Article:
News Article • 8/28/2017 • by Angela Delli Santi at Insider NJ
Environmental groups from all corners of the state are teaming up with legislators of both political parties to press Republicans in Congress to reject President Trump’s proposed budget, which they agree would devastate New Jersey’s environment.
Trump’s first federal budget contains such severe cuts to environmental protection and conservation programs that every New Jersey resident and business would feel them. Folks who don’t always agree have no trouble seeing eye to eye when it comes to protecting precious natural resources like the Jersey Shore. Thus, the “Save the EPA” campaign was born.
News Article • 8/21/2017 • by Phil Gregory at WBGO.org
Environmental groups and New Jersey officials are urging Congress to reject President Donald Trump's proposed 30 percent cut in the Environmental Protection Agency's budget.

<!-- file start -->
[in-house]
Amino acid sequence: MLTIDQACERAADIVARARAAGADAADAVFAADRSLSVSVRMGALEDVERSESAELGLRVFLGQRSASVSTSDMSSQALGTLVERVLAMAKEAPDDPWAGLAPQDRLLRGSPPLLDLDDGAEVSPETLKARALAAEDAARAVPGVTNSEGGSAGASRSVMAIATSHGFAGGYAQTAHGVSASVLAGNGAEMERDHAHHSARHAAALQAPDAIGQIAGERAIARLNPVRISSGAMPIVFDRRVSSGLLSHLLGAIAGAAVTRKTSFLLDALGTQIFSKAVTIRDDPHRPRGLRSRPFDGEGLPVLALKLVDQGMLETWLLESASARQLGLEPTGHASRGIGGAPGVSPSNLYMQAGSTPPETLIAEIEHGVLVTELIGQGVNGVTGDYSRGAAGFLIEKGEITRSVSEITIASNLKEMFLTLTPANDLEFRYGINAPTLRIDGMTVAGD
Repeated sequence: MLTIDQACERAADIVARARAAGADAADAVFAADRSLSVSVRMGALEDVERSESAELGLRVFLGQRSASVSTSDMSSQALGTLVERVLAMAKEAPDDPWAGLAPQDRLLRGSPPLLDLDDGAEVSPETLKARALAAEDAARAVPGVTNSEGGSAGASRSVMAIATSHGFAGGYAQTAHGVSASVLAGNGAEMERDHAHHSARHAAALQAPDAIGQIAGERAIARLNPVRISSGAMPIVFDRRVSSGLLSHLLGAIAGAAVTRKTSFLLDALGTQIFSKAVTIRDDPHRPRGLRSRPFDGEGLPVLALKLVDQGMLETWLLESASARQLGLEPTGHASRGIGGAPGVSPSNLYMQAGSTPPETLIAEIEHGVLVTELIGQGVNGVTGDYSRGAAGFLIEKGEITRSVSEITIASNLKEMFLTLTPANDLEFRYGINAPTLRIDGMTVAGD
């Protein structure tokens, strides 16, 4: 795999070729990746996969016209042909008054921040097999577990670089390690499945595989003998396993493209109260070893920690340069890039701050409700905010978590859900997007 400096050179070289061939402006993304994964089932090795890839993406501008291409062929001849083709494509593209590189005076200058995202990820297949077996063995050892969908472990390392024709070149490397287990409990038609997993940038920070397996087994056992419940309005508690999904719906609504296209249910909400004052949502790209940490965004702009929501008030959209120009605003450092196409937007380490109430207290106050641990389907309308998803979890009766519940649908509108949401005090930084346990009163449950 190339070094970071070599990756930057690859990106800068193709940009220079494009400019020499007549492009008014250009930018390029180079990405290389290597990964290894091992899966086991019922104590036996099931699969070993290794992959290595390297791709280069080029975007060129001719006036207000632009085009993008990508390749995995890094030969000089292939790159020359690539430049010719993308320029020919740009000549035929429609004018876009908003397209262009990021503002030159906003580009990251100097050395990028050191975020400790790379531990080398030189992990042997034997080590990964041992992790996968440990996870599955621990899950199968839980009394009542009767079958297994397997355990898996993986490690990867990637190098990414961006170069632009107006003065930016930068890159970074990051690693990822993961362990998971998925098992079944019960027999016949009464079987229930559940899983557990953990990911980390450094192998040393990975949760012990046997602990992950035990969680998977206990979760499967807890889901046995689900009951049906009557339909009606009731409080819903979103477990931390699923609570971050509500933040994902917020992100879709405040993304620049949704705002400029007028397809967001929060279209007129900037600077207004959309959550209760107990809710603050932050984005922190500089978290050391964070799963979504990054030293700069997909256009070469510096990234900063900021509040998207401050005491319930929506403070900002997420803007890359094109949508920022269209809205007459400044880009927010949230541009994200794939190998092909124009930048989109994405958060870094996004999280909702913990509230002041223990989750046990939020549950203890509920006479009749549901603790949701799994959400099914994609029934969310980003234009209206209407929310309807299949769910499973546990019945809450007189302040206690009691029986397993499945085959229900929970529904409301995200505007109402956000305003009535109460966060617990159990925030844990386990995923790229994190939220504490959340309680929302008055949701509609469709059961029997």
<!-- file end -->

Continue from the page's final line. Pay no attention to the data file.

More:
They expressed their opposition to Trump's plan in Brick Township at the base of a bridge that was wiped out by Superstorm Sandy nearly five years ago.
Ed Potosnak leads the New Jersey League of Conservation Voters. He says the budget cuts would put the state’s environment in grave danger.
"With more than 40 percent of New Jersey's Department of Environmental Protection dependent on federal funding, it's more important than ever that Congress gets together to push back against the draconian Trump budget proposal and ensure full funding for the agencies we count on to protect our health and the environment."
News Article • 8/18/2017 • by Tom Johnson at NJ Spotlight
The federal government yesterday awarded nearly $70 million to New Jersey to help fund projects to upgrade sewage-treatment plants and drinking-water systems.